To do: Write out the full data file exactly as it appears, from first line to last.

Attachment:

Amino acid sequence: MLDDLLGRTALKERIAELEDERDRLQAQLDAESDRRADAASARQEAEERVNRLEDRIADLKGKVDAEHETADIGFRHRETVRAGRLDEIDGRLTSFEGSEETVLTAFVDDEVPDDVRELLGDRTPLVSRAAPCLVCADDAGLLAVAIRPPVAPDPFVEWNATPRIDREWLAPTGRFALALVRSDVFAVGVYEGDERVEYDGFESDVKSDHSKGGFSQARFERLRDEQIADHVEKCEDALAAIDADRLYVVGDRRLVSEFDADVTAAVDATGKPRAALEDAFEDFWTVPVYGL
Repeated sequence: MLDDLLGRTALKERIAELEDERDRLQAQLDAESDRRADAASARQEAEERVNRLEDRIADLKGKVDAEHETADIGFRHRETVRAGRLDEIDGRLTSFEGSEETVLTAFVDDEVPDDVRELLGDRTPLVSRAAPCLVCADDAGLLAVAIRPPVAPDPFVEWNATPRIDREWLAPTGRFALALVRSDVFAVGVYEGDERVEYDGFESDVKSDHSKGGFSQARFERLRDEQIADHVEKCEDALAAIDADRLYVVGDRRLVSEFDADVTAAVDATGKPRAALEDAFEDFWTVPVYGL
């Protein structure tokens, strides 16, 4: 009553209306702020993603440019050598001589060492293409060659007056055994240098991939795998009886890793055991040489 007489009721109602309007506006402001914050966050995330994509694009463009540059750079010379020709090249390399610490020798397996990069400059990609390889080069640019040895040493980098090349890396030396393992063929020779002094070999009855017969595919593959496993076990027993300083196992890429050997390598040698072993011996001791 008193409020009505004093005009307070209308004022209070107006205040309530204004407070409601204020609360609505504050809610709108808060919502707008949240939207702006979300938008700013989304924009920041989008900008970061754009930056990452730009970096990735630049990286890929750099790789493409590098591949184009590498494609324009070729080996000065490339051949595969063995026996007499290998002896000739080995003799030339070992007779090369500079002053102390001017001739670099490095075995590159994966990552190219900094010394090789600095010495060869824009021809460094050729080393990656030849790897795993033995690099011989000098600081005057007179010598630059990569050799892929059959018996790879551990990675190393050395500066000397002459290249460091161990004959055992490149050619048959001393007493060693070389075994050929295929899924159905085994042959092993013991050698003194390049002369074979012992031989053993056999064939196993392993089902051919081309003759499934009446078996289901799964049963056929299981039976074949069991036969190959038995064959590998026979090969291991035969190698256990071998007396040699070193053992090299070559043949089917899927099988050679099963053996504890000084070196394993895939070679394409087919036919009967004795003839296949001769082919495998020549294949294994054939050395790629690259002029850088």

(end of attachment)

Amino acid sequence: MLDDLLGRTALKERIAELEDERDRLQAQLDAESDRRADAASARQEAEERVNRLEDRIADLKGKVDAEHETADIGFRHRETVRAGRLDEIDGRLTSFEGSEETVLTAFVDDEVPDDVRELLGDRTPLVSRAAPCLVCADDAGLLAVAIRPPVAPDPFVEWNATPRIDREWLAPTGRFALALVRSDVFAVGVYEGDERVEYDGFESDVKSDHSKGGFSQARFERLRDEQIADHVEKCEDALAAIDADRLYVVGDRRLVSEFDADVTAAVDATGKPRAALEDAFEDFWTVPVYGL
Repeated sequence: MLDDLLGRTALKERIAELEDERDRLQAQLDAESDRRADAASARQEAEERVNRLEDRIADLKGKVDAEHETADIGFRHRETVRAGRLDEIDGRLTSFEGSEETVLTAFVDDEVPDDVRELLGDRTPLVSRAAPCLVCADDAGLLAVAIRPPVAPDPFVEWNATPRIDREWLAPTGRFALALVRSDVFAVGVYEGDERVEYDGFESDVKSDHSKGGFSQARFERLRDEQIADHVEKCEDALAAIDADRLYVVGDRRLVSEFDADVTAAVDATGKPRAALEDAFEDFWTVPVYGL
């Protein structure tokens, strides 16, 4: 009553209306702020993603440019050598001589060492293409060659007056055994240098991939795998009886890793055991040489 007489009721109602309007506006402001914050966050995330994509694009463009540059750079010379020709090249390399610490020798397996990069400059990609390889080069640019040895040493980098090349890396030396393992063929020779002094070999009855017969595919593959496993076990027993300083196992890429050997390598040698072993011996001791 008193409020009505004093005009307070209308004022209070107006205040309530204004407070409601204020609360609505504050809610709108808060919502707008949240939207702006979300938008700013989304924009920041989008900008970061754009930056990452730009970096990735630049990286890929750099790789493409590098591949184009590498494609324009070729080996000065490339051949595969063995026996007499290998002896000739080995003799030339070992007779090369500079002053102390001017001739670099490095075995590159994966990552190219900094010394090789600095010495060869824009021809460094050729080393990656030849790897795993033995690099011989000098600081005057007179010598630059990569050799892929059959018996790879551990990675190393050395500066000397002459290249460091161990004959055992490149050619048959001393007493060693070389075994050929295929899924159905085994042959092993013991050698003194390049002369074979012992031989053993056999064939196993392993089902051919081309003759499934009446078996289901799964049963056929299981039976074949069991036969190959038995064959590998026979090969291991035969190698256990071998007396040699070193053992090299070559043949089917899927099988050679099963053996504890000084070196394993895939070679394409087919036919009967004795003839296949001769082919495998020549294949294994054939050395790629690259002029850088």